Spooky Stories for Halloween
Halloween may be mostly for the kiddies now, but that doesn’t mean we can’t all get into the spirit with some ghostly tales for all ages. Beware the things that go bump in the night!
Ghostly Tales and Sinister Stories of Old Edinburgh, Alan J. Wilson: Explore Edinburgh’s bloody history with this book of over a hundred tales of ghosts, witch burnings, and body-snatching.
Dracula, Bram Stoker: One of the original sexy vampires, though this one didn’t sparkle. His sinister home is said to be inspired by New Slains Castle in Aberdeenshire.
White Crow, Marcus Sedgwick: The lives of three very different characters intertwine in a creepy, crumbling seaside town.
Halloween, Robert Burns: The poet of the people paid homage to the spooky holiday and some of its rituals all the way back in 1785. It’s just as good a read now as it was then.
The Complete Tales of Edgar Allan Poe: A master of the spine-tingling, skin-crawling tale, Poe gave many of us nightmares featuring pendulums in pits, red death masques, and ravens crowing ‘nevermore!’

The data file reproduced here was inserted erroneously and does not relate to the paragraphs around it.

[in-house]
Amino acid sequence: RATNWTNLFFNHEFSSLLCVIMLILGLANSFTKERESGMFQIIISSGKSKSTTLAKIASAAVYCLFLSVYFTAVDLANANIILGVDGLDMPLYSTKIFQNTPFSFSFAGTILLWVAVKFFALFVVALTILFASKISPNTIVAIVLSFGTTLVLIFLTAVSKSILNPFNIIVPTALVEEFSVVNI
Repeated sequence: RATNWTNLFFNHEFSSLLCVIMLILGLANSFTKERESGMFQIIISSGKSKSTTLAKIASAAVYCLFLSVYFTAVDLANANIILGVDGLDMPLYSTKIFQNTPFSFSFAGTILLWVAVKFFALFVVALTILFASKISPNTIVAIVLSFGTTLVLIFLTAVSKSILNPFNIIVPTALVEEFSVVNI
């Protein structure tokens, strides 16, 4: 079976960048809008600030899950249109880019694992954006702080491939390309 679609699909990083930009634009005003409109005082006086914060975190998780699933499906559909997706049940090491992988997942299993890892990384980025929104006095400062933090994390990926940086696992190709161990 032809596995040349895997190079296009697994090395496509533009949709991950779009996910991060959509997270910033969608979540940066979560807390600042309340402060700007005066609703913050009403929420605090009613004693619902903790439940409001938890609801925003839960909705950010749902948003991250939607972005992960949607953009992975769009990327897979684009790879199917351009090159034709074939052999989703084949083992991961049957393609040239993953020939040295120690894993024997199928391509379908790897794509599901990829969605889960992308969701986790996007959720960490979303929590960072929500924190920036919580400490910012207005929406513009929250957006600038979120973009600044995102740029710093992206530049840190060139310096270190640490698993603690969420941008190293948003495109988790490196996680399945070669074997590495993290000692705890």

Uncle Montague’s Tales of Terror, Chris Priestley: A boy gets more than he bargained for during his visits to his storytelling uncle.
The Strange Case of Dr Jekyll and Mr Hyde, Robert Louis Stevenson: There’s a monster in all of us, though some aren’t quite so good at keeping theirs hidden. Robert Louis Stevenson’s dream of ‘a fine bogey-tale’ became one of the most famous monster tales of all time.
The Turn of the Screw, Henry James: A sinister house, strange children, ghosts and a mystery--what more could you want from a Halloween tale?
Scottish Ghost Stories, Selected by Rosemary Gray: Scotland has a rich history of supernatural tales, and many of its greatest writers have written ghost stories. This book includes works by John Buchan, Sir Walter Scott and Margaret Oliphant, amongst others, carrying readers from highlands to lowlands, from damp city wynds to crumbling castles in over 30 hair-raising tales.